The trial court made detailed findings with respect to the parties' marital estate in this case. It concluded that the parties had accumulated a net marital estate valued at $2, 525, 670. It awarded property valued at $868, 220 to Husband, and property valued at $1, 657, 450 to Wife. In order to "equalize" the division of marital property, the trial court also awarded Husband a judgment in the amount of $394, 615 to be paid monthly, over a period of 20 years, with interest at the rate of 6 percent compounded monthly. The trial court ordered Wife to pay Husband $2, 827.14 per month in fulfillment of this award and imposed a lien on real property awarded to Wife to secure the judgment. Thus, the net result of the trial court's property division is an award to Wife of property valued at $1, 657, 450 and an award to Husband of $1, 262, 835, which includes marital property valued at $868, 220 and a judgment of $394, 615. We additionally observe that, including interest on the equalization judgment, the award to Husband ultimately totals $1, 546, 734.
The trial court made no findings with respect to marital expenses paid by Wife from the date the complaint for divorce was filed through the date of the final judgment in this matter. In her brief, Wife asserts that the parties initially agreed that Wife would pay pendente lite support to Husband in the amount of $17, 000 per month for three months, up to $4, 500 for Husband's credit card charges, and $3, 909 per month in child support. She asserts that the trial court subsequently ordered the parties to pay their own bills after the three-month period, and that it specifically stated during various hearings that it would adjust the final property division to account for joint expenses paid by Wife, but failed to do so. Wife contends that the trial court failed to award her a credit in the amount of $70, 979.95 for joint expenses she paid after the three-month period. Wife additionally asserts that the trial court failed to adjust the property award to take into account Husband's alleged dissipation of martial assets and/or unexplained cash withdrawals from their joint accounts. She requests a reduction in the property awarded to Husband in the amount of $52, 859.77 to compensate for the dissipation/disappearance of marital funds. In his reply brief, Husband asserts that he did not dissipate marital assets but "attempted to preserve assets so he could pay marital bills in light of Wife's erratic behavior[.]" He also asserts that Wife expended significant marital funds that reduced the martial estate and that she dissipated martial funds by paying for "numerous exotic and expensive trips" with her paramour.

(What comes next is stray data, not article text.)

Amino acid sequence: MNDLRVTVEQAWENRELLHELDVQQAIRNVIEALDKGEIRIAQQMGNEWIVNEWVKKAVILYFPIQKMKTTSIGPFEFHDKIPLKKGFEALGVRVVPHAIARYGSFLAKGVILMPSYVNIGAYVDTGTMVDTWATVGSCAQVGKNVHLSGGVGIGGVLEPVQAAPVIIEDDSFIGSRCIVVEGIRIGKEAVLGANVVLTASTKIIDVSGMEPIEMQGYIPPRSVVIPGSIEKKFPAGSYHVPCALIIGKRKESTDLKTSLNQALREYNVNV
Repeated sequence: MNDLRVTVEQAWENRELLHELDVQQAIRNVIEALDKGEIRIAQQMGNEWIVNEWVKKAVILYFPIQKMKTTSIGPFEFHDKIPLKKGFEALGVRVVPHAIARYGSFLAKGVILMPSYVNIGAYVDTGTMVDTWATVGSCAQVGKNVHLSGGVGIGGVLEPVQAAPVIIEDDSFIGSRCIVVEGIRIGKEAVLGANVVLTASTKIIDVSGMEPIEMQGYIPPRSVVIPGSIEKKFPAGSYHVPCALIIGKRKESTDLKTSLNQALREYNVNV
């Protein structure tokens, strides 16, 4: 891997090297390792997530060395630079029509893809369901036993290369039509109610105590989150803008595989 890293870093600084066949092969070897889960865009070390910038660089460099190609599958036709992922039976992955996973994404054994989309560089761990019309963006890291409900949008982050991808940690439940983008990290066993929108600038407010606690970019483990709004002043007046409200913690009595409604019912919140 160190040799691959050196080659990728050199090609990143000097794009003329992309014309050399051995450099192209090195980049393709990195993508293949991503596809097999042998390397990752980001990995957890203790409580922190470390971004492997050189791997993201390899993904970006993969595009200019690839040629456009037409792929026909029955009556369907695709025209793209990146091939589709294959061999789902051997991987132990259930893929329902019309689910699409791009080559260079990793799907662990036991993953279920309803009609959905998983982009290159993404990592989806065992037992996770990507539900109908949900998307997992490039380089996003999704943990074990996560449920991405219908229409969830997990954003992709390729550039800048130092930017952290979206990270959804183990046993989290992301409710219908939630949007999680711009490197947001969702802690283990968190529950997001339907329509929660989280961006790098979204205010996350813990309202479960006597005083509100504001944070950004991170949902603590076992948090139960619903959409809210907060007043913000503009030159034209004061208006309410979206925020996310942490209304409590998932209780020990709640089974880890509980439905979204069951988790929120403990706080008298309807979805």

In a divorce action, the trial court must first identify all of the parties' property and classify it as either marital or separate. E.g., Beyer v. Beyer, 428 S.W.3d 59, 80 (Tenn. Ct. App. 2013). The classification and valuation of property are questions of fact. Id. After the trial court has classified and valued the property, it must divide the marital estate equitably in light of all the circumstances, including the factors enumerated in Tennessee Code Annotated § 36–4–121(c). Batson v. Batson, 769 S.W.2d 849, 859 (Tenn. Ct. App.1988). Trial courts are afforded "wide latitude in fashioning an equitable division of marital property." Altman v. Altman, 181 S.W.3d 676, 683 (Tenn. Ct. App. 2005). An equitable division of marital property is not necessarily a precisely equal division, but one that is fair in light of all the circumstances. E.g., id. "Thus, we will ordinarily defer to the trial court's division of the parties' marital estate unless it is inconsistent with the factors in Tenn. Code Ann. § 36-4-121(c) or is not supported by a preponderance of the evidence." Id. (citations omitted). Further, "[i]n the final analysis, the appropriateness of the trial court's division depends on its results[, ]" notwithstanding an erroneous finding on one factor that does not impact the overall equitableness of the division. Id. (citations omitted).